A few years ago, former Bisbee, Arizona Mayor Jack Porter had a stroke that left him unable to talk or move his left leg or left arm. At Bisbee’s Copper Queen Community Hospital’s emergency room, a CT scan showed a clot forming on the right side of Porter’s brain. But there was no neurologist at the hospital. So the hospital sent the scan to a stroke specialist at the Mayo Clinic in Phoenix using GlobalMed virtual solutions. Porter was immediately treated with an injectable drug called tissue plasminogen activator (tPA) – and within 15 minutes, he was able to climb off his ER bed and walk around the room. Today he says, “I didn’t have a stroke. I had a stroke of luck.”
That’s the power of telestroke treatment right there – dramatic, immediate and life changing.
Virtual care is often lauded for its ability to triumph over location barriers, but its ability to eliminate treatment delays can be just as important. This is especially true with stroke care. From the moment a stroke begins, 1.9 million brain cells die each minute until blood supply returns to the brain. Real-time care is vital, but often rendered impossible by the physical distance between clinicians and patients. Telestroke transcends that distance to connect patients to swift and expert care –restoring their chance of a full recovery.
The Need for Immediacy
Strokes are the fifth leading cause of death in the United States. Almost 800,000 Americans experience a stroke each year; those who survive are often left with disabilities that end their former lifestyles and careers.
The good news is that immediate care can reduce the risk of long-term damage. Administered within a few hours, tPA can help reverse disability for ischemic strokes, which are caused by a blood clot traveling to the brain and blocking blood flow. When patients receive tPA within 90 minutes, they’re almost three times as likely to have favorable outcomes three months after their stroke.
Yet only 27 percent of stroke patients arrive at a hospital within 3.5 hours of their first symptoms. That hospital may not have a neurologist on staff; the U.S. has only four neurologists per 100,000 Americans. This means small or rural hospitals can’t always evaluate the patient’s stroke or the type of treatment needed, but a longer trip to a hospital with the right expertise and technology can lead to more damage.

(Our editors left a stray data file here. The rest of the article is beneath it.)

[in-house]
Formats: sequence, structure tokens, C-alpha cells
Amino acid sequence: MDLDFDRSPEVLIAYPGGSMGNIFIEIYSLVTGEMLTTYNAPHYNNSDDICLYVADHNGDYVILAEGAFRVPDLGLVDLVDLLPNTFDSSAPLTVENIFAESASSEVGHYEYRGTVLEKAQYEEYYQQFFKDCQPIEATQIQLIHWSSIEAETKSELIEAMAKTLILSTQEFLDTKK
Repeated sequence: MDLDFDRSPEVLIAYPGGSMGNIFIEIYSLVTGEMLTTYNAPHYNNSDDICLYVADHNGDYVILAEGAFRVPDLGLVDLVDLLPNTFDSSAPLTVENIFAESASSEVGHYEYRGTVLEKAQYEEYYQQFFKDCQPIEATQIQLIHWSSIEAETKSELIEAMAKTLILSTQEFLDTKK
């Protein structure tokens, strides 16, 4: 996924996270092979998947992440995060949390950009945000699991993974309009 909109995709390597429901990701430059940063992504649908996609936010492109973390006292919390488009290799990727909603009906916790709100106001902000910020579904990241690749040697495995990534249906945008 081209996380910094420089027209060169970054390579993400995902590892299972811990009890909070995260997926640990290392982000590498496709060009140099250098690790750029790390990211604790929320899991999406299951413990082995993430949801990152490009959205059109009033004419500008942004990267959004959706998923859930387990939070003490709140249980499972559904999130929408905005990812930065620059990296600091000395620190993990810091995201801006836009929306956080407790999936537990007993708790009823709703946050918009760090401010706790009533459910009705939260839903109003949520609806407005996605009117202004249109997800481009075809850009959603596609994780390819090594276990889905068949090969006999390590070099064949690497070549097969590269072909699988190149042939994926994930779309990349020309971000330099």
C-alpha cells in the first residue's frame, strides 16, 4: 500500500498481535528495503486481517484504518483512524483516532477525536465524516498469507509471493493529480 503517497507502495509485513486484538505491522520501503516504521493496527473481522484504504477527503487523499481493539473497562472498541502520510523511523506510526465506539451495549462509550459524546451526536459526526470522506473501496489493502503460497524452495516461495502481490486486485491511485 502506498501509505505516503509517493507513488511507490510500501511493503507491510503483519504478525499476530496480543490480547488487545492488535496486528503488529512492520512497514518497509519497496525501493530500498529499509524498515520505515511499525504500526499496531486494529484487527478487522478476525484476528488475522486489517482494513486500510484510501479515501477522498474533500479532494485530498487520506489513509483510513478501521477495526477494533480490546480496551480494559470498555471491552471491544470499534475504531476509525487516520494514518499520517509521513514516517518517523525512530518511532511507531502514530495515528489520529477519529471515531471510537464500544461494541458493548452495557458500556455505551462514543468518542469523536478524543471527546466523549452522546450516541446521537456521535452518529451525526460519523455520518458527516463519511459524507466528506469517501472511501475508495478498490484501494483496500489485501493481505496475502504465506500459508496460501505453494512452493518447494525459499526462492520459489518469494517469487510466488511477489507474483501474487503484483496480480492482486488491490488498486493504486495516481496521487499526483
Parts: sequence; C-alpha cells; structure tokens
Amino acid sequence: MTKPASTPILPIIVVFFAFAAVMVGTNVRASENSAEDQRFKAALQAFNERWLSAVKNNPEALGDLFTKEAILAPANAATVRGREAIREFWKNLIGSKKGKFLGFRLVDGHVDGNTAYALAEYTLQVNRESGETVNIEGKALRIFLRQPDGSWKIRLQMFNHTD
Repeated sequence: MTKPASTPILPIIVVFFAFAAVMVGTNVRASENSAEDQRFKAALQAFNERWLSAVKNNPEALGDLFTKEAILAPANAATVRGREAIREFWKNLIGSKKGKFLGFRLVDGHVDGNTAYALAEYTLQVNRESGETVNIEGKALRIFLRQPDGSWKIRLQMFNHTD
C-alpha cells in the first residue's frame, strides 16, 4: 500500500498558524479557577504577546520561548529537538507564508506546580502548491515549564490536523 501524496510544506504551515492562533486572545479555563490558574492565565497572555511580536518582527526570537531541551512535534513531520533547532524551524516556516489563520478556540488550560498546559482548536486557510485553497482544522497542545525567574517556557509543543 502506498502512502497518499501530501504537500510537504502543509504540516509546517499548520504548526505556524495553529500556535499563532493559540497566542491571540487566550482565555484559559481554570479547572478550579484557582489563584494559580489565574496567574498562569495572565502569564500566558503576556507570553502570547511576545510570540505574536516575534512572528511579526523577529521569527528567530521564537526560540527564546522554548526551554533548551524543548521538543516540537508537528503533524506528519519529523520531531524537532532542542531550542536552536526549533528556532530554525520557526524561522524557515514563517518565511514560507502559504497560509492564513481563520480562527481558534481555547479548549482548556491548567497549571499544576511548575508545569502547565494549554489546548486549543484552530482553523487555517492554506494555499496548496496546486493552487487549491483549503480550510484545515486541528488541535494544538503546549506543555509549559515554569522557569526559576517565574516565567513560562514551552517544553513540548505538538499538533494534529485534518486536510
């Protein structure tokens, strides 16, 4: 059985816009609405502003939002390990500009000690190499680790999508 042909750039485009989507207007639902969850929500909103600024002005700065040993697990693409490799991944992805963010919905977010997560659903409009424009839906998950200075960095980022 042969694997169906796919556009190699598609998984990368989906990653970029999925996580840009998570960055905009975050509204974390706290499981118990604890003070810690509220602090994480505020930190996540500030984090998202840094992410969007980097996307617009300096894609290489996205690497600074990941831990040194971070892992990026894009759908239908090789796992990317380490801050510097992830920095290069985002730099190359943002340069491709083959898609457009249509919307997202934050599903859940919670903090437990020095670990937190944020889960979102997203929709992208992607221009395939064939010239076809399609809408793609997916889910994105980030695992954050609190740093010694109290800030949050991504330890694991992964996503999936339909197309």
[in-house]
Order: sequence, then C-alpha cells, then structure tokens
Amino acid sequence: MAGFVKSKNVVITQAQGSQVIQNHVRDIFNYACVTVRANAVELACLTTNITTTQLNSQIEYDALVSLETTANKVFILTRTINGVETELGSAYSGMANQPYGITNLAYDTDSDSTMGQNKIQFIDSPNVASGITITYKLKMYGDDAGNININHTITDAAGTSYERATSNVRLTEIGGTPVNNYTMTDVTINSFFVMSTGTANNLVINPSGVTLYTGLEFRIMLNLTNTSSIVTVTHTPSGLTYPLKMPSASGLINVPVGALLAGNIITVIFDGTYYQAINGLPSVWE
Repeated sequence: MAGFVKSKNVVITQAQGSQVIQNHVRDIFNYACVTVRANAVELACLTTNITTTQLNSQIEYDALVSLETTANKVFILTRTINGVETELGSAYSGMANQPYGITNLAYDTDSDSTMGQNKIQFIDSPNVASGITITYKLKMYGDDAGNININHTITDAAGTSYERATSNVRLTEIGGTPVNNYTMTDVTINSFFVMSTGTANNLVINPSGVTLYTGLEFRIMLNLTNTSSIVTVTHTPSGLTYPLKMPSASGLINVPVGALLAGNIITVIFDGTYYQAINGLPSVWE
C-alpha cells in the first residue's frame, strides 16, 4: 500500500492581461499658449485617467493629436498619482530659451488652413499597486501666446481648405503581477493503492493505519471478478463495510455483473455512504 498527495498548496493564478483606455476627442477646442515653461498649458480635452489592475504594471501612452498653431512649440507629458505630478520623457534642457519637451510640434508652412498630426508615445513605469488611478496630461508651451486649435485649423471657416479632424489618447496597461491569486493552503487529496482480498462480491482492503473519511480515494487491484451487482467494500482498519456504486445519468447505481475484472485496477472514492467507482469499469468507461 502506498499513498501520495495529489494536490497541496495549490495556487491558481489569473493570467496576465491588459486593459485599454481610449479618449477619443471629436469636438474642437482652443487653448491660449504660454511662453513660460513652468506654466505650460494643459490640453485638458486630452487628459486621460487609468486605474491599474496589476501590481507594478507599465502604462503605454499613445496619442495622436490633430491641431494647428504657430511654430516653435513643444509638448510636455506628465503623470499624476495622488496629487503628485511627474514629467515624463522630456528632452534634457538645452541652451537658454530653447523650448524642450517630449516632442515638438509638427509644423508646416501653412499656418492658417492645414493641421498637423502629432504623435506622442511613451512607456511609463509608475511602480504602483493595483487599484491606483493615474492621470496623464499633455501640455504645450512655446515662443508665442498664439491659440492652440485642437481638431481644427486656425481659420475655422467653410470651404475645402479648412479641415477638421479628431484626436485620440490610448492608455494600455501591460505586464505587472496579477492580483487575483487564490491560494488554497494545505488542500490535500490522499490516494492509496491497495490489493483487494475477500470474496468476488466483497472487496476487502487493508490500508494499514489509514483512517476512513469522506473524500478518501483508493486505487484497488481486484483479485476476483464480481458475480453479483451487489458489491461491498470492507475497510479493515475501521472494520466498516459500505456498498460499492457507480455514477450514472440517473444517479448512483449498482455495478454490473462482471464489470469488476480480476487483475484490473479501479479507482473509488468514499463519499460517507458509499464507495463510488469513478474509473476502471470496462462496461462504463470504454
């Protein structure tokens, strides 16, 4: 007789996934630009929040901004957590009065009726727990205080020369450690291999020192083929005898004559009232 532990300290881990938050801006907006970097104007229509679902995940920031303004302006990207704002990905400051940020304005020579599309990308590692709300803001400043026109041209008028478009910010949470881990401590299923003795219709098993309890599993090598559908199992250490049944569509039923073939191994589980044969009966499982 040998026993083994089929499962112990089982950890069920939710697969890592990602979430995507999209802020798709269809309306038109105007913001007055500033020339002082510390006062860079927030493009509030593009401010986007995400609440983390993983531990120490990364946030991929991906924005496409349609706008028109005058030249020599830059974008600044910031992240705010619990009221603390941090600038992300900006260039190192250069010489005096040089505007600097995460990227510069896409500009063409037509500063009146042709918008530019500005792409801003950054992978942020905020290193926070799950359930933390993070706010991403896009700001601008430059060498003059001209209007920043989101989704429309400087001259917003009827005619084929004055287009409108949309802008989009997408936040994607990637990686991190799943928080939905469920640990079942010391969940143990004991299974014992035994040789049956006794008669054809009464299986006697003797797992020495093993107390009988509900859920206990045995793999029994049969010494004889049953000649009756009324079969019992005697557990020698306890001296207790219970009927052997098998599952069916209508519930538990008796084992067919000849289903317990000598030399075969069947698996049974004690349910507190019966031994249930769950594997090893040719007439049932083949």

Enter telestroke, which successfully eradicates these obstacles.
Expert Care in Every Community
Telemedicine connects patients and paramedics to world-class stroke expertise no matter where they’re located. Experienced vascular specialists, neurologists and stroke centers can view CT scans, perform the NIH Stroke Scale and determine the best therapy for the patient. They can advise paramedics to start tPA for ischemic strokes; if the patient has suffered a hemorrhagic stroke, where a burst blood vessel has interrupted blood flow to the brain, clinicians can provide guidance while the patient is transported to the nearest facility for thrombolytic therapy.
In one promising study of 2,500 patients who experienced an acute ischemic stroke, telestroke was able to radically change outcomes by:
- Increasing the timely use of clot-dissolving drugs by 75 percent
- Increasing the administration of the drugs by 11 minutes
- Accelerating diagnostic imaging tests by 12 minutes
- Expanding tPA administration by 55 percent in rural areas
Overall, the study found that telestroke was able to reduce door-to-needle time to less than an hour.
It’s important to note virtual benefits extend to both hospitals and patients. Telestroke can reduce the average length of hospital stays and expand neurology coverage, since one neurologist can serve multiple hospitals. Rural patients can stay in their communities and close to their families while receiving the same expertise as a patient staying in an advanced stroke center. Most importantly, they can increase their chances of living an active and independent life after a stroke. In a discipline where every second counts, telestroke can drastically change outcomes for everyone involved.